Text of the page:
Eczema is a disease in a form of dermatitis,or inflammationof the epidermis. The term eczema is broadly applied to a range of persistent skinconditions. These include dryness and recurring skin rashes that arecharacterized by one or more of these symptoms:redness, skin edema(swelling), itching and dryness, crusting, flaking, blistering, cracking,oozing, or bleeding. Areas of temporary skin discoloration may appear and aresometimes due to healed lesions. Scratching open a healing lesion may result inscarring. Eczema may be confused with urticaria. Incontrast to psoriasis,eczema is often likely to be found on the flexor aspect ofjoints
Types of common eczemas
- Atopic eczema is an allergic disease believed to have a hereditary component and often runs in families whose members also have asthma. Itchy rash is particularly noticeable on head and scalp, neck, inside of elbows, behind knees, and buttocks. Experts are urging doctors to be more vigilant in weeding out cases that are, in actuality, irritant contact dermatitis. It is very common in developed countries, and rising.
- Contact dermatitis is of two types: allergic (resulting from a delayed reaction to some allergen, such as poison ivy or nickel), and irritant (resulting from direct reaction to a detergent, such as sodium lauryl sulfate, for example). Some substances act both as allergen and irritant (wet cement, for example). Other substances cause a problem after sunlight exposure, bringing on phototoxic dermatitis. About three quarters of cases of contact eczema are of the irritant type, which is the most common occupational skin disease. Contact eczema is curable, provided the offending substance can be avoided and its traces removed from one’s environment.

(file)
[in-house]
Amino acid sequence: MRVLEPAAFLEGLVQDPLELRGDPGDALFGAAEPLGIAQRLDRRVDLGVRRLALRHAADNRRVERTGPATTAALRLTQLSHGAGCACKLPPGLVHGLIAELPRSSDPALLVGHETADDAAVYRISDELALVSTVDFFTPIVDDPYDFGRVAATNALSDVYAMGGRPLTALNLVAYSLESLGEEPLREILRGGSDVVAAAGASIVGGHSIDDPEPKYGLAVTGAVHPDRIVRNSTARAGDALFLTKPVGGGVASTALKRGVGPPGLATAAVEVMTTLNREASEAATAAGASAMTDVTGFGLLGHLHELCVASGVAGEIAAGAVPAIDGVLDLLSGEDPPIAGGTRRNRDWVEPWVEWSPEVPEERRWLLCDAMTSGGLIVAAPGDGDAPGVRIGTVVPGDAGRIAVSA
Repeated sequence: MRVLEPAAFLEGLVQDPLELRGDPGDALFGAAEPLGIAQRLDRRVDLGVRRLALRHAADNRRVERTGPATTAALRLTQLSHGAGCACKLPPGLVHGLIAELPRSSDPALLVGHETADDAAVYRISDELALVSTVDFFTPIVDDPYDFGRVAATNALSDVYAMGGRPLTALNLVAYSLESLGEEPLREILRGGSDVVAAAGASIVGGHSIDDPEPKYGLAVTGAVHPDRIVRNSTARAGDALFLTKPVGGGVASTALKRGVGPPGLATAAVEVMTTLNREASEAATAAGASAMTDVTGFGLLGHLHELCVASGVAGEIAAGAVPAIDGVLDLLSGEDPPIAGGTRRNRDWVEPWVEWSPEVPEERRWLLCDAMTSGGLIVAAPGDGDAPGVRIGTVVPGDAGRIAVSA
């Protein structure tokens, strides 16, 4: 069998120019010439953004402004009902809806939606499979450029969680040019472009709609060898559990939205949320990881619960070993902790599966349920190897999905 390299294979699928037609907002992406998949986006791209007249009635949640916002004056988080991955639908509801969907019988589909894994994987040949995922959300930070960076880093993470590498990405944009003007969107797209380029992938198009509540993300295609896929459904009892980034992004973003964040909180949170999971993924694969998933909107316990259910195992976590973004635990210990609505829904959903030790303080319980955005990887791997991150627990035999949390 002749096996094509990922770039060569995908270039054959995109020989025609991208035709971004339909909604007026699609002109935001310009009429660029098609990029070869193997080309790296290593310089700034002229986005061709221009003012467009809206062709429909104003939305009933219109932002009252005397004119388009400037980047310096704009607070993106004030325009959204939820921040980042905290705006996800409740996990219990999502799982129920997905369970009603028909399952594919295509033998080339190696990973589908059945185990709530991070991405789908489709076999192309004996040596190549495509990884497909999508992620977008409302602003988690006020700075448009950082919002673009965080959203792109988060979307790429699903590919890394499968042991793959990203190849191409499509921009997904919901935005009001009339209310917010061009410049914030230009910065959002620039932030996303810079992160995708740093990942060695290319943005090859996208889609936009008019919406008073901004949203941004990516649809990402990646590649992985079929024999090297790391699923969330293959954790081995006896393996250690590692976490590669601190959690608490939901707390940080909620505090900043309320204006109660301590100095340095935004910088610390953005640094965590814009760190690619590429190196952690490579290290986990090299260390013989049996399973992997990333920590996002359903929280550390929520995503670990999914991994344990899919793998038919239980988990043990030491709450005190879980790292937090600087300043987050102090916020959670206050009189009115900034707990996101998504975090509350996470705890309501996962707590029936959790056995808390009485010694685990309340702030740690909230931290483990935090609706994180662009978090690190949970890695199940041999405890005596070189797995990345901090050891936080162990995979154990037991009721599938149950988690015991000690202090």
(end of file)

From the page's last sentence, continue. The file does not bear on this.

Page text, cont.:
- Xerotic eczema is dry skin that becomes so serious it turns into eczema. It worsens in dry winter weather, and limbs and trunk are most often affected. The itchy, tender skin resembles a dry, cracked, river bed. This disorder is very common among the older population.
- Seborrhoeic dermatitis or Seborrheic dermatitis is a condition sometimes classified as a form of eczema that is closely related to dandruff. It causes dry or greasy peeling of the scalp, eyebrows, and face, and sometimes trunk. The condition is harmless except in severe cases of cradle cap. In newborns it causes a thick, yellow crusty scalp rash called cradle cap, which seems related to lack of biotin and is often curable.
Less common eczemas
- Dyshidrosis (only occurs on palms, soles, and sides of fingers and toes. Tiny opaque bumps called vesicles, thickening, and cracks are accompanied by itching, which gets worse at night. A common type of hand eczema, it worsens in warm weather.
- Discoid eczema is characterized by round spots of oozing or dry rash, with clear boundaries, often on lower legs. It is usually worse in winter. Cause is unknown, and the condition tends to come and go.
- Venous eczema occurs in people with impaired circulation, varicose veins and edema, and is particularly common in the ankle area of people over 50. There is redness, scaling, darkening of the skin and itching. The disorder predisposes to leg ulcers.
- Dermatitis herpetiformis causes intensely itchy and typically symmetrical rash on arms, thighs, knees, and back. It is directly related to celiac disease, can often be put into remission with appropriate diet, and tends to get worse at night.
- Neurodermatitis is an itchy area of thickened, pigmented eczema patch that results from habitual rubbing and scratching. Usually there is only one spot. Often curable through behavior modification and anti-inflammatory medication.
- Autoeczematization is an eczematous reaction to an infection with parasites, fungi, bacteria or viruses. It is completely curable with the clearance of the original infection that caused it. The appearance varies depending on the cause. It always occurs some distance away from the original infection.
- There are also eczemas overlaid by viral infections, and eczemas resulting from underlying disease (e.g. lymphoma). Eczemas originating from ingestion of medications, foods, and chemicals, have not yet been clearly systematized.